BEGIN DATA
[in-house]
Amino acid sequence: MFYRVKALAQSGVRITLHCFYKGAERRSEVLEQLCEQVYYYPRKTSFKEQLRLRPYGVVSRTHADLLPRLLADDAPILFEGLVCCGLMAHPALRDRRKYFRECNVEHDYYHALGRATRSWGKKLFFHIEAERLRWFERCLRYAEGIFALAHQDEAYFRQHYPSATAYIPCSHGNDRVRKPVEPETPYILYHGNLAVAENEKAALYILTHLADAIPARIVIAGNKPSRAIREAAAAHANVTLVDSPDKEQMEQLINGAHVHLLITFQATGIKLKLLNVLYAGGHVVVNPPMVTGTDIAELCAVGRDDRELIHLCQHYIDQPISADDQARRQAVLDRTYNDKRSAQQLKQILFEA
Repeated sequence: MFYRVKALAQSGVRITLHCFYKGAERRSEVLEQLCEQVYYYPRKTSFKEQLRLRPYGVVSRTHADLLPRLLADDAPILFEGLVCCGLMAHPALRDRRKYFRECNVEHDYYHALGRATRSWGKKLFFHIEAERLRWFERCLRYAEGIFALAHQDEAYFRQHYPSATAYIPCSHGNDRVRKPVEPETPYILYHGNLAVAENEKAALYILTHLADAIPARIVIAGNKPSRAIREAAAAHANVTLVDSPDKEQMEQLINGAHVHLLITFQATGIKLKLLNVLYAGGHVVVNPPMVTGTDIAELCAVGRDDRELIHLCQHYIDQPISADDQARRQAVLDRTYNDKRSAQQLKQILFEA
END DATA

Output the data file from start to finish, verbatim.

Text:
[in-house]
Amino acid sequence: MFYRVKALAQSGVRITLHCFYKGAERRSEVLEQLCEQVYYYPRKTSFKEQLRLRPYGVVSRTHADLLPRLLADDAPILFEGLVCCGLMAHPALRDRRKYFRECNVEHDYYHALGRATRSWGKKLFFHIEAERLRWFERCLRYAEGIFALAHQDEAYFRQHYPSATAYIPCSHGNDRVRKPVEPETPYILYHGNLAVAENEKAALYILTHLADAIPARIVIAGNKPSRAIREAAAAHANVTLVDSPDKEQMEQLINGAHVHLLITFQATGIKLKLLNVLYAGGHVVVNPPMVTGTDIAELCAVGRDDRELIHLCQHYIDQPISADDQARRQAVLDRTYNDKRSAQQLKQILFEA
Repeated sequence: MFYRVKALAQSGVRITLHCFYKGAERRSEVLEQLCEQVYYYPRKTSFKEQLRLRPYGVVSRTHADLLPRLLADDAPILFEGLVCCGLMAHPALRDRRKYFRECNVEHDYYHALGRATRSWGKKLFFHIEAERLRWFERCLRYAEGIFALAHQDEAYFRQHYPSATAYIPCSHGNDRVRKPVEPETPYILYHGNLAVAENEKAALYILTHLADAIPARIVIAGNKPSRAIREAAAAHANVTLVDSPDKEQMEQLINGAHVHLLITFQATGIKLKLLNVLYAGGHVVVNPPMVTGTDIAELCAVGRDDRELIHLCQHYIDQPISADDQARRQAVLDRTYNDKRSAQQLKQILFEA